There is one laser weapon that may remotely approach the power of these. I don’t know the name of it but I’ve read somewhere that the US Air Force is developing a laser weapon that would be mounted inside a modified 747 and it would be used as a mobile missile-intercept system. The power unit and size of this thing alone is rumored to be large enough to fill the plane’s fuselage alone. Laser blades? Sure there are lasers that are used to cut metal but how about lasers that are big enough and powerful enough to sever a mechanical limb in one swipe? Sorry but I don’t think I’ve heard of anything approaching the beam sabers, laser blades energy lances and all that. The power required to amplify lasers into huge ten-meter long blades of light just isn’t around yet as is the technology for generating that kind of intensity. It could be possible to modify existing laser devices to produce coherent lasers like that but maintaining the sort of long-term form like a laser sword could also mean cooling problems for such a device, so something like an AC’s laser blade or a mobile suit’s beam saber may still be far in the future.
Okay, suppose that someone was able to construct a frame for a mech. No matter what the design, how are you gonna move that thing the way they do in the games or in the animes and cartoons? A guy named Masaki Nagumo from the Sakakibara Kikai Company in Japan was able to build a small (read: 3.4 meters tall) bipedal robot that is equipped with rubber-ball cannons and is capable of walking at an incredible (read: sarcastic) speed of 1.5 kilometers per hour. The mecha is controlled by a set of foot pedals and control stick inside the cramped cockpit. One thing is that this particular mecha cannot hope to match the moves that we see in games and animes. The triple-flip 360° spin-jump that Trowa performs in the Heavy-Arms – forget it. The front-flip axe kick that Shinji performed in EVA-01 to knock down Sachiel – keep on dreaming. The high-speed boost-hopping that ACs are capable of – go somewhere else.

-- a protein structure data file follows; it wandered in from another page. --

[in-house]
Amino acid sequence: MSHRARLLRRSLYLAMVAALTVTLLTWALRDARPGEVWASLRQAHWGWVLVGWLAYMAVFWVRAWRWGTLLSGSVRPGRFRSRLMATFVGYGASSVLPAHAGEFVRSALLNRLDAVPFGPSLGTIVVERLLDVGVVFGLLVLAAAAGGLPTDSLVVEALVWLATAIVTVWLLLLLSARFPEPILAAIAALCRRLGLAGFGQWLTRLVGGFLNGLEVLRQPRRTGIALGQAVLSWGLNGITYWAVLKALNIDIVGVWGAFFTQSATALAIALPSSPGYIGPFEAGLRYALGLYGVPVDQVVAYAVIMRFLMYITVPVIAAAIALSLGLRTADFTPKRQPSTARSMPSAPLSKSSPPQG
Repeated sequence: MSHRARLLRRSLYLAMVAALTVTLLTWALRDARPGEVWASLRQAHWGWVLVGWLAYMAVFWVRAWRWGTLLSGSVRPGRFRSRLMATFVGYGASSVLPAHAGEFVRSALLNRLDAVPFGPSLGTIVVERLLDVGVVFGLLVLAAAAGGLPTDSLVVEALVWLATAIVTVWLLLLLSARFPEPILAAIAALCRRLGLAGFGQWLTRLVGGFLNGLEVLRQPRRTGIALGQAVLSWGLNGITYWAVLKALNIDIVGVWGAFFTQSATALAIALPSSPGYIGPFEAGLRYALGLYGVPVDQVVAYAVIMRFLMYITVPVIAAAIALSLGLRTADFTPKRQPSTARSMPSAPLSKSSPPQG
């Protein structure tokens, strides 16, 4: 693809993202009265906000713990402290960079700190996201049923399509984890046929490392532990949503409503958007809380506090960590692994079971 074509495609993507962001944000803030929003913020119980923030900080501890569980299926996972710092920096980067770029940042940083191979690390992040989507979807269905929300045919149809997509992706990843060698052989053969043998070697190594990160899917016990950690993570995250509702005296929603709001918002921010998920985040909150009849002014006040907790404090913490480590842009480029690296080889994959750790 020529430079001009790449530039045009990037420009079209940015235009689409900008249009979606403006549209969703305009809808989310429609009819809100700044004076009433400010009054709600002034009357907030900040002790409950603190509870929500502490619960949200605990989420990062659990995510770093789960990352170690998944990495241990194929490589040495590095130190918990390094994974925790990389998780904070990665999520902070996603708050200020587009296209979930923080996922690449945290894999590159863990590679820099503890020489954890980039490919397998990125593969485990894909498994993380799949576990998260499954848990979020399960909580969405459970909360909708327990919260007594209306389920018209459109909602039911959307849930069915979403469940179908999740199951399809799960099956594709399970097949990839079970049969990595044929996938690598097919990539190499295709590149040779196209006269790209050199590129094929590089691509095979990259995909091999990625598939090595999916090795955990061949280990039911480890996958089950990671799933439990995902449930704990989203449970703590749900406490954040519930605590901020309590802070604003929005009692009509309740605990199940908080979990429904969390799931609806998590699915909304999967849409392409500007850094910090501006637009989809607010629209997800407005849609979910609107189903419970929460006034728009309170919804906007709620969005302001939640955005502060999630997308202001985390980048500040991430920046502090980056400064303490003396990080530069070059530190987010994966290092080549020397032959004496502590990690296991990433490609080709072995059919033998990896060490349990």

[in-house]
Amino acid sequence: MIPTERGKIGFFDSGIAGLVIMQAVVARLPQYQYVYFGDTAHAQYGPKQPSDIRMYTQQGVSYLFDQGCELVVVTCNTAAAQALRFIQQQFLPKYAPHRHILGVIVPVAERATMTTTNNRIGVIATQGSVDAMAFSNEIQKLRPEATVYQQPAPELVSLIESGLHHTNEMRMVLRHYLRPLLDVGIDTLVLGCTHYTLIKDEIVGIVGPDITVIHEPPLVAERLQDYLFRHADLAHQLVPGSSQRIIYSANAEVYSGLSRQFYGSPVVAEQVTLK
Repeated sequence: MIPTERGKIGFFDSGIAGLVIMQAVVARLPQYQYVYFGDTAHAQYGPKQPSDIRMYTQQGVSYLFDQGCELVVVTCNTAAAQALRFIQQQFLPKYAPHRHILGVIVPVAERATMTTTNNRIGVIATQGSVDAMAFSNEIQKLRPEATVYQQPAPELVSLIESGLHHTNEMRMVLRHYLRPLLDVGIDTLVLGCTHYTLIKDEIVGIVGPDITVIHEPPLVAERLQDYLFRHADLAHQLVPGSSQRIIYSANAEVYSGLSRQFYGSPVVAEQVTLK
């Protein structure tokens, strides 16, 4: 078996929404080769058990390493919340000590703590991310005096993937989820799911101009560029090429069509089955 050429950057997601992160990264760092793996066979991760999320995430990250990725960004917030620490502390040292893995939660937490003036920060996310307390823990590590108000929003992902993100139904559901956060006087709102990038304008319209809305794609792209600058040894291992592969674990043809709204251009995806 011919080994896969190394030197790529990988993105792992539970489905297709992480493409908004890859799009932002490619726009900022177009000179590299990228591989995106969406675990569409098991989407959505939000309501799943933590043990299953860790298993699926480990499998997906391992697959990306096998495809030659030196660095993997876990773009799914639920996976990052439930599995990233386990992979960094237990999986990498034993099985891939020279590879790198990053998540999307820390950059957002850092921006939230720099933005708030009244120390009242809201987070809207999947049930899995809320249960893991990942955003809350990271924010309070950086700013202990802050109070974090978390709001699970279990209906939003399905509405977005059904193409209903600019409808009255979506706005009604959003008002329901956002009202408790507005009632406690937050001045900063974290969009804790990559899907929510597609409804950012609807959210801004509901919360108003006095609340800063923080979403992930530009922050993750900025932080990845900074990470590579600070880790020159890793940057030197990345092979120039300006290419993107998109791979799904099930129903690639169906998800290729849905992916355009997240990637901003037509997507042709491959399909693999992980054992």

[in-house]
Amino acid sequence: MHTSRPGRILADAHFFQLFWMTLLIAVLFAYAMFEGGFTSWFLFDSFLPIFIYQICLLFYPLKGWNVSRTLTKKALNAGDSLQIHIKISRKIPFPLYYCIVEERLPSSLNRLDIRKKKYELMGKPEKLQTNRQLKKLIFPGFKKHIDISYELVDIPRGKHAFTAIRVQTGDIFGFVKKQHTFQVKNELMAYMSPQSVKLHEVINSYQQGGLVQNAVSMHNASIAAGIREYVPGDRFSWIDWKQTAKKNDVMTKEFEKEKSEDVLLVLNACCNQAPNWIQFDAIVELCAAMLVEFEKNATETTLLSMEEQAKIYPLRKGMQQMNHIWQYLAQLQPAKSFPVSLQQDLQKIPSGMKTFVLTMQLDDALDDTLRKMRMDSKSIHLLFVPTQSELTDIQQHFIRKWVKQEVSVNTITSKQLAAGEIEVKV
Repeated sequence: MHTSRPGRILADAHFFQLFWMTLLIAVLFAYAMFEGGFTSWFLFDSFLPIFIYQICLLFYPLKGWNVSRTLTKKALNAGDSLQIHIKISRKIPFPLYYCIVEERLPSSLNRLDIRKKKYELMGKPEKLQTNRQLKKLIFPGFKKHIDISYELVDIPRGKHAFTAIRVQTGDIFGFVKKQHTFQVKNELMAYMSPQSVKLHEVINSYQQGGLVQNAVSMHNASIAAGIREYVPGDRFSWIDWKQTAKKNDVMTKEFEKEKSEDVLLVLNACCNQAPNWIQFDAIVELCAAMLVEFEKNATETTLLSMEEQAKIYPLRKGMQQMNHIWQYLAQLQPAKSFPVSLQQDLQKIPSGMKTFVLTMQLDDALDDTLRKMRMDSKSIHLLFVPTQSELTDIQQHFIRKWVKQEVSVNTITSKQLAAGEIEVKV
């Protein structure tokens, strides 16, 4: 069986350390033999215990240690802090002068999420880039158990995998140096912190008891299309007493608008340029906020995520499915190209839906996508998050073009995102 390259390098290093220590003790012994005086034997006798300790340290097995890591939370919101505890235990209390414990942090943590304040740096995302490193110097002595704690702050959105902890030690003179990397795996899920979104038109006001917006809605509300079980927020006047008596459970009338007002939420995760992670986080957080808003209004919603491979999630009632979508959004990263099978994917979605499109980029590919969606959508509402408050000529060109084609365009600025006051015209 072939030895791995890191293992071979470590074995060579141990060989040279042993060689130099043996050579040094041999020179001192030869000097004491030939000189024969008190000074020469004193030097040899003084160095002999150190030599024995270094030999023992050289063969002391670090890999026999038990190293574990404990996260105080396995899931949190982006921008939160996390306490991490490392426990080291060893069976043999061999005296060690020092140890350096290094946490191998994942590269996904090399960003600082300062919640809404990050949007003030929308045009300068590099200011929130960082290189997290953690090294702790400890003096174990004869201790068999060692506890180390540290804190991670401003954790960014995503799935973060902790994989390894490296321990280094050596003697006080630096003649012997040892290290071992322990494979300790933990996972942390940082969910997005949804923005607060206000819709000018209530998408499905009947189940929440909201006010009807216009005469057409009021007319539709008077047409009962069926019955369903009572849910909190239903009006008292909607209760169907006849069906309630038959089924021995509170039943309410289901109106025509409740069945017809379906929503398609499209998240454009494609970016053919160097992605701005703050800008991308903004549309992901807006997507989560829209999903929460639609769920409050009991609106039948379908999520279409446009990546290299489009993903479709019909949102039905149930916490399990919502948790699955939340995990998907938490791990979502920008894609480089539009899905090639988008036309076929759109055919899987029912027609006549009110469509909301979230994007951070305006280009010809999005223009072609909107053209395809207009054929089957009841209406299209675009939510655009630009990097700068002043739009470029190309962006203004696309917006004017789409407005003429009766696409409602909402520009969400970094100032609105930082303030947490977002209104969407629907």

So what’s great about a mecha that moves at a pokey pace, is armed only with rubber balls for weapon and has a cockpit that provides only minimal protection for the pilot. Not much really, except that it is a first step towards that eventual goal of the gigantic war machines that so enthralled us in our childhood. These backyard mecha builders may one day be hired by the military to help design We may not be around when that kind of technology is realized but we can be sure that our descendants may very well be the pilots of those mecha and may play a significant role in the futuristic conflicts like those that we see so much of in shows we watch and games we play. For now, I’m happy with just daydreaming about mechs.